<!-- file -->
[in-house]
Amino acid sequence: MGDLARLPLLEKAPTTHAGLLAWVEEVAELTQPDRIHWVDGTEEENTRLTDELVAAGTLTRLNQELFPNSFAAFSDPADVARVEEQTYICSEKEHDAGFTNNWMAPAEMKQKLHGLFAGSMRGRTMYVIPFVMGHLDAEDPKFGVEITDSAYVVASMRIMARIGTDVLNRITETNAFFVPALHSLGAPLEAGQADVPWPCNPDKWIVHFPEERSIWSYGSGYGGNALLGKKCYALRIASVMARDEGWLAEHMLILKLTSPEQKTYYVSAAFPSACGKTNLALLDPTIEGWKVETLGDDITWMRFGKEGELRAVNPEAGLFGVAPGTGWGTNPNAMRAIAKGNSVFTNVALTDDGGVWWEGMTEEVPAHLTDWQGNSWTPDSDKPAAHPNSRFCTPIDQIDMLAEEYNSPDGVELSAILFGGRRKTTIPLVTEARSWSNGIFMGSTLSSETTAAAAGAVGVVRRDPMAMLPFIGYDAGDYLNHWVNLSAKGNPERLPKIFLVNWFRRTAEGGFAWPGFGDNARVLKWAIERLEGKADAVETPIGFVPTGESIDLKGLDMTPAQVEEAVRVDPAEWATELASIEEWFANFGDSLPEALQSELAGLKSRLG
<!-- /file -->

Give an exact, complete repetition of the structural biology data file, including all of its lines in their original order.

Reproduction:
[in-house]
Amino acid sequence: MGDLARLPLLEKAPTTHAGLLAWVEEVAELTQPDRIHWVDGTEEENTRLTDELVAAGTLTRLNQELFPNSFAAFSDPADVARVEEQTYICSEKEHDAGFTNNWMAPAEMKQKLHGLFAGSMRGRTMYVIPFVMGHLDAEDPKFGVEITDSAYVVASMRIMARIGTDVLNRITETNAFFVPALHSLGAPLEAGQADVPWPCNPDKWIVHFPEERSIWSYGSGYGGNALLGKKCYALRIASVMARDEGWLAEHMLILKLTSPEQKTYYVSAAFPSACGKTNLALLDPTIEGWKVETLGDDITWMRFGKEGELRAVNPEAGLFGVAPGTGWGTNPNAMRAIAKGNSVFTNVALTDDGGVWWEGMTEEVPAHLTDWQGNSWTPDSDKPAAHPNSRFCTPIDQIDMLAEEYNSPDGVELSAILFGGRRKTTIPLVTEARSWSNGIFMGSTLSSETTAAAAGAVGVVRRDPMAMLPFIGYDAGDYLNHWVNLSAKGNPERLPKIFLVNWFRRTAEGGFAWPGFGDNARVLKWAIERLEGKADAVETPIGFVPTGESIDLKGLDMTPAQVEEAVRVDPAEWATELASIEEWFANFGDSLPEALQSELAGLKSRLG